Mark Cundari eyeing full-time job on the Calgary Flames blueline
Undersized defenceman signs leaving forward Lance Bouma as the only remaining restricted free agent
It’s not lost on Mark Cundari, of course.
He knows full well that a handful of defenders have vacated the premises.
However, even without those relatively seasoned presences — Shane O’Brien, Chris Butler, Derek Smith, Chad Billins, Chris Breen — Cundari isn’t expecting a paved path to the Calgary Flames’ opening-day lineup.
Then again, the situation is quite tantalizing.
“As of right now, being a guy who has been there in the past, who has played with all these guys ... I do kind of get the feeling that it has opened up a little bit for me,” Cundari said Saturday from his Woodbridge, Ont., home. “With them leaving, it does open up some doors for me — I’m not going to say it guarantees me anything — and it does give me an extra chance to perhaps take advantage of the situation in front of me.
“But I know we have a lot of young talent coming up.”
Cundari, 24, is the latest of the Flames’ restricted free agents to sign on the dotted line.
He agreed to a one-year (two-way) pact — made public by an unprecedented 7:30 a.m. weekend news release. Centre Joe Colborne and goalie Joni Ortio also recently signed.
“It’s not like being drafted or anything like that, it’s more of a relief for me to know that it’s finally taken care of,” said Cundari, whose AHL/NHL salary split is $125,000 and $660,000. “I can move forward and prepare for the upcoming camp.”
The burly blue-liner did himself no favours last fall, showing up with an iffy cardio base. Coach Bob Hartley had not been impressed, ensuring Cundari’s early demotion to Abbotsford.
That, he promises, is going to change.
Cundari has modified his training -- “not crazy different.” Less weightlifting. More running and cycling, more muscular-endurance work.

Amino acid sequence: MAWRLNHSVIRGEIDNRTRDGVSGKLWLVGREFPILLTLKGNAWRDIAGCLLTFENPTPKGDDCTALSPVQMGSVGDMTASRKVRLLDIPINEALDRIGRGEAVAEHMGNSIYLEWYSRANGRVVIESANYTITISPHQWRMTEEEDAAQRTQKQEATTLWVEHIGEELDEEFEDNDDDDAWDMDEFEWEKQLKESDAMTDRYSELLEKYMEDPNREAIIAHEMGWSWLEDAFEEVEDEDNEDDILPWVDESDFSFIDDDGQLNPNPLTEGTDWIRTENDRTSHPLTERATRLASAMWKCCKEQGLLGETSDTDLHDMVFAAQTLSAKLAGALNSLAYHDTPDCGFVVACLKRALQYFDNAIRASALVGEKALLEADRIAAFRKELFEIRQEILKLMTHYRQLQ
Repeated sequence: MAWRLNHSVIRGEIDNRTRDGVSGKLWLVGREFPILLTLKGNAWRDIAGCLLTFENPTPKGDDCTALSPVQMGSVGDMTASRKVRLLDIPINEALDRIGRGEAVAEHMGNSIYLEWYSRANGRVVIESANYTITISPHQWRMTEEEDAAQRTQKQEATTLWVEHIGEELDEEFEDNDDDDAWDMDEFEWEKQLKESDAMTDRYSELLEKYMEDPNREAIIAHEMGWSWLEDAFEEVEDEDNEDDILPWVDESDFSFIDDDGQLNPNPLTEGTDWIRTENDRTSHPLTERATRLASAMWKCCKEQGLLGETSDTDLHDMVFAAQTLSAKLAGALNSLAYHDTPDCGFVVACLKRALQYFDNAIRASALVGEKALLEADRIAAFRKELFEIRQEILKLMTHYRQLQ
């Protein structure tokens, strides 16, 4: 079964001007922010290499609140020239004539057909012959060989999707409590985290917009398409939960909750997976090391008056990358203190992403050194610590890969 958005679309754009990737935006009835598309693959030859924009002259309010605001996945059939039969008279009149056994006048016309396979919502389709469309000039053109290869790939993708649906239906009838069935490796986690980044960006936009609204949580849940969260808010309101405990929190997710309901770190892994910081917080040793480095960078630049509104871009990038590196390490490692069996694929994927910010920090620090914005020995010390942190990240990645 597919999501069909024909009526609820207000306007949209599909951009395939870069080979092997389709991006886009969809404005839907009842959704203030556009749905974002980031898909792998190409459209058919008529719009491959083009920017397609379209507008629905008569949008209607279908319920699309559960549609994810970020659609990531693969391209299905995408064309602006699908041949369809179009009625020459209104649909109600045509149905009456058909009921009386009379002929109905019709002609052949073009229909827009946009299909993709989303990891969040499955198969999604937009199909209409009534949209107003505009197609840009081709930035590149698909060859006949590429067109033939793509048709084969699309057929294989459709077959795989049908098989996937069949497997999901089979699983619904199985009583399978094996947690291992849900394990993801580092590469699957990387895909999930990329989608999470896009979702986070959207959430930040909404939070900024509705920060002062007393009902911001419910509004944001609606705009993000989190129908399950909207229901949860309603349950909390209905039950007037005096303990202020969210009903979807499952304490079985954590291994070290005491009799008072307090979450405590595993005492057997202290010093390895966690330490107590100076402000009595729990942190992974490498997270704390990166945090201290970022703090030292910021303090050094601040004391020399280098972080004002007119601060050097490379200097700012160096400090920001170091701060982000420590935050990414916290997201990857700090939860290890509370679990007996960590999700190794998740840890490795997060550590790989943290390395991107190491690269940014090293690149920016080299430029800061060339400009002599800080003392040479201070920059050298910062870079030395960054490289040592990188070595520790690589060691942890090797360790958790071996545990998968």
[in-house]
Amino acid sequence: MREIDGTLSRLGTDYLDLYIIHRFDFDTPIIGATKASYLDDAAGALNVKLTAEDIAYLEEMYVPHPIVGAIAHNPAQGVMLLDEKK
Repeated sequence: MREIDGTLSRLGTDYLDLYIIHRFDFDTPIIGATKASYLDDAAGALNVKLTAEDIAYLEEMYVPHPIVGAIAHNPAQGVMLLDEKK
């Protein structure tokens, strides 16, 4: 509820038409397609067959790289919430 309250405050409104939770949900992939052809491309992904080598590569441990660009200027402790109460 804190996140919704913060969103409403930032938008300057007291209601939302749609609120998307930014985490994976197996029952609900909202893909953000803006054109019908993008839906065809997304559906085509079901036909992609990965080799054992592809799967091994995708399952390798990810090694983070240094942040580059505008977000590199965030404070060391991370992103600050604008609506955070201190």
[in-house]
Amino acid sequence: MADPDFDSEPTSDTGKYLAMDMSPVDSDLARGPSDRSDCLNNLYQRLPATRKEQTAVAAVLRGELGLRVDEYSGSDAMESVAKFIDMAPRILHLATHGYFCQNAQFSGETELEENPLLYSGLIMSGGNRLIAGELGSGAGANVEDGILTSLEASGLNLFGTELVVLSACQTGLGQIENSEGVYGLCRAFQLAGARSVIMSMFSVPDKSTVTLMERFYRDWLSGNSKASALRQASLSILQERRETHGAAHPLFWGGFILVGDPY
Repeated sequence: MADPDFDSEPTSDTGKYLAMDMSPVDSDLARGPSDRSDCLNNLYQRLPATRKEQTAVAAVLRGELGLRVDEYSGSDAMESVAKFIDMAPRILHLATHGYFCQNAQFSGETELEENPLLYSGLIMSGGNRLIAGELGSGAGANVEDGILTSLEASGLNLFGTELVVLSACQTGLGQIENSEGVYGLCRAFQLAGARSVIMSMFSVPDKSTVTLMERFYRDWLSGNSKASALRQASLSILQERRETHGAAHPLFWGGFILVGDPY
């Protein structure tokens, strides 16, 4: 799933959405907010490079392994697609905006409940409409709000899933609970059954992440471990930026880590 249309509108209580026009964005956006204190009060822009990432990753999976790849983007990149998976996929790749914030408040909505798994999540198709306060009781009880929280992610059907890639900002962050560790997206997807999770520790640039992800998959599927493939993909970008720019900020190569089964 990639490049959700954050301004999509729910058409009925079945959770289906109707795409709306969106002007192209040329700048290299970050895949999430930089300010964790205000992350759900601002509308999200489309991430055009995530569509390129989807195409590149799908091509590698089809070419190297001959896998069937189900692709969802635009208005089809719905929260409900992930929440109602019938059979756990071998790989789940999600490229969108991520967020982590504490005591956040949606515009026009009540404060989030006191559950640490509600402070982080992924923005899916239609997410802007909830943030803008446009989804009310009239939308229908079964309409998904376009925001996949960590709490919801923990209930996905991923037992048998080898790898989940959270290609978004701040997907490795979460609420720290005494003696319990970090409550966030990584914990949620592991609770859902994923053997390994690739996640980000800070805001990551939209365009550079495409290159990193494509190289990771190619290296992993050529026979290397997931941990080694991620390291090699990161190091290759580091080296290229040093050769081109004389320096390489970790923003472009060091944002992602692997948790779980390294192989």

“High-intensity, high-tempo stuff.”
Good idea, especially with yet another gentleman, Brad Treliving, sitting on the general manager’s throne.
“You know what? Any time there’s a new face, there’s going to be first impressions,” said Cundari. “For me, the ability to show up at camp in shape and at the top of my game is going to be what could make it or break it for me early with Brad. This year, it’s a really major goal of mine to show up and actually turn some heads at camp — start the season better than I have in years past.
“Turning the page and starting fresh and kind of getting another chance to play in the NHL.”
Part of the return for Jay Bouwmeester, with goalie Reto Berra and a first-round pick (Emile Poirier), Cundari has played eight games in the NHL, all for the Flames — four times shortly after the trade with the St. Louis Blues, four times this past season.
“I’ve been trying to watch my weight ... in terms of how heavy I want to be,” said Cundari, listed at five foot nine, 200 pounds. “For a smaller guy, you can’t get too big or else you’re not as agile.”
Splitting his time between two American Hockey League centres — Abbotsford and Chicago — in 2013-14, he operated on a two-way deal that paid him $100,000 in the minors, $600,000 in the NHL.
Restricted free agents left to sort out?
Only one. Lance Bouma.
The 24-year-old forward suited up for 78 games last season, picking up 15 points, on a two-way deal that paid him $577,500 at the NHL level.
Bouma averaged 12:36 of ice time per night.
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